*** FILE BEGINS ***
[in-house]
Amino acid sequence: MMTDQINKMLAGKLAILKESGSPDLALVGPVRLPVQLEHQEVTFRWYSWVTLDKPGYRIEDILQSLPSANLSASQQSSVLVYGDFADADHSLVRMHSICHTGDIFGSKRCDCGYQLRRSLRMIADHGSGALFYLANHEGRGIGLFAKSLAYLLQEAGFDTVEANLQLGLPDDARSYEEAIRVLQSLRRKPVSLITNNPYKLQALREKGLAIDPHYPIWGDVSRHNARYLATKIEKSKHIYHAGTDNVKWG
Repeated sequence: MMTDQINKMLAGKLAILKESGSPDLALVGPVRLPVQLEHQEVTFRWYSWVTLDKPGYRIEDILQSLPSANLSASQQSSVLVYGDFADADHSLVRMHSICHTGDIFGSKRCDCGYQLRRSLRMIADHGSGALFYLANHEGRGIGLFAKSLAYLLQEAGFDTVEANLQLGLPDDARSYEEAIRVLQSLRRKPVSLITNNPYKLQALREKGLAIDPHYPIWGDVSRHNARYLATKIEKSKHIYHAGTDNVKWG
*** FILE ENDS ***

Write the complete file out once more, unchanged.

[in-house]
Amino acid sequence: MMTDQINKMLAGKLAILKESGSPDLALVGPVRLPVQLEHQEVTFRWYSWVTLDKPGYRIEDILQSLPSANLSASQQSSVLVYGDFADADHSLVRMHSICHTGDIFGSKRCDCGYQLRRSLRMIADHGSGALFYLANHEGRGIGLFAKSLAYLLQEAGFDTVEANLQLGLPDDARSYEEAIRVLQSLRRKPVSLITNNPYKLQALREKGLAIDPHYPIWGDVSRHNARYLATKIEKSKHIYHAGTDNVKWG
Repeated sequence: MMTDQINKMLAGKLAILKESGSPDLALVGPVRLPVQLEHQEVTFRWYSWVTLDKPGYRIEDILQSLPSANLSASQQSSVLVYGDFADADHSLVRMHSICHTGDIFGSKRCDCGYQLRRSLRMIADHGSGALFYLANHEGRGIGLFAKSLAYLLQEAGFDTVEANLQLGLPDDARSYEEAIRVLQSLRRKPVSLITNNPYKLQALREKGLAIDPHYPIWGDVSRHNARYLATKIEKSKHIYHAGTDNVKWG